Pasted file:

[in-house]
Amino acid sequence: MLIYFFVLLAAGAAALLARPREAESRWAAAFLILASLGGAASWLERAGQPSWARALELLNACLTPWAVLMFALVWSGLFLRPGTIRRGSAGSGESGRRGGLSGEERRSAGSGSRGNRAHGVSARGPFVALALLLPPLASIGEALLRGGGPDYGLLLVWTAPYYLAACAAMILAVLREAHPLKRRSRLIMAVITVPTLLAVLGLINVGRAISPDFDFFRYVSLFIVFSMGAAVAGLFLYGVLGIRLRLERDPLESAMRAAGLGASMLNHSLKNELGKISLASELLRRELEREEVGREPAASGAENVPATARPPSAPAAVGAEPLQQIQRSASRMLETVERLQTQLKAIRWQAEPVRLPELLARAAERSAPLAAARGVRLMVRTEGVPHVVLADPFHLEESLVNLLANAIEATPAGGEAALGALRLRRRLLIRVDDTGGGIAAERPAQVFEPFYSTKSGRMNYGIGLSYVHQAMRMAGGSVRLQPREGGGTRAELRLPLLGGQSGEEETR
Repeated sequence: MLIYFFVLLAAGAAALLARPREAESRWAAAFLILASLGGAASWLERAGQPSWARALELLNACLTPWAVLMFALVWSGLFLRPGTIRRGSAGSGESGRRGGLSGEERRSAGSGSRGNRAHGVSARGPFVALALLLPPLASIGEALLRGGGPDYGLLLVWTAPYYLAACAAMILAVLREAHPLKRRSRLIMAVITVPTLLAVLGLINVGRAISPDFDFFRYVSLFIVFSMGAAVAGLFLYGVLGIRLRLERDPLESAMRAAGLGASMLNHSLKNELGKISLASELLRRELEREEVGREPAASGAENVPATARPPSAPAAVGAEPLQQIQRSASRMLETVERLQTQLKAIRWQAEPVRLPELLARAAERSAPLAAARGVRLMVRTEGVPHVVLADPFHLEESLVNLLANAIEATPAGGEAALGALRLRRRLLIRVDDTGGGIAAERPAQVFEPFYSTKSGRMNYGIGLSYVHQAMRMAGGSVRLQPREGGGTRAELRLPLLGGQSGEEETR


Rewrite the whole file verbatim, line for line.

[in-house]
Amino acid sequence: MLIYFFVLLAAGAAALLARPREAESRWAAAFLILASLGGAASWLERAGQPSWARALELLNACLTPWAVLMFALVWSGLFLRPGTIRRGSAGSGESGRRGGLSGEERRSAGSGSRGNRAHGVSARGPFVALALLLPPLASIGEALLRGGGPDYGLLLVWTAPYYLAACAAMILAVLREAHPLKRRSRLIMAVITVPTLLAVLGLINVGRAISPDFDFFRYVSLFIVFSMGAAVAGLFLYGVLGIRLRLERDPLESAMRAAGLGASMLNHSLKNELGKISLASELLRRELEREEVGREPAASGAENVPATARPPSAPAAVGAEPLQQIQRSASRMLETVERLQTQLKAIRWQAEPVRLPELLARAAERSAPLAAARGVRLMVRTEGVPHVVLADPFHLEESLVNLLANAIEATPAGGEAALGALRLRRRLLIRVDDTGGGIAAERPAQVFEPFYSTKSGRMNYGIGLSYVHQAMRMAGGSVRLQPREGGGTRAELRLPLLGGQSGEEETR
Repeated sequence: MLIYFFVLLAAGAAALLARPREAESRWAAAFLILASLGGAASWLERAGQPSWARALELLNACLTPWAVLMFALVWSGLFLRPGTIRRGSAGSGESGRRGGLSGEERRSAGSGSRGNRAHGVSARGPFVALALLLPPLASIGEALLRGGGPDYGLLLVWTAPYYLAACAAMILAVLREAHPLKRRSRLIMAVITVPTLLAVLGLINVGRAISPDFDFFRYVSLFIVFSMGAAVAGLFLYGVLGIRLRLERDPLESAMRAAGLGASMLNHSLKNELGKISLASELLRRELEREEVGREPAASGAENVPATARPPSAPAAVGAEPLQQIQRSASRMLETVERLQTQLKAIRWQAEPVRLPELLARAAERSAPLAAARGVRLMVRTEGVPHVVLADPFHLEESLVNLLANAIEATPAGGEAALGALRLRRRLLIRVDDTGGGIAAERPAQVFEPFYSTKSGRMNYGIGLSYVHQAMRMAGGSVRLQPREGGGTRAELRLPLLGGQSGEEETR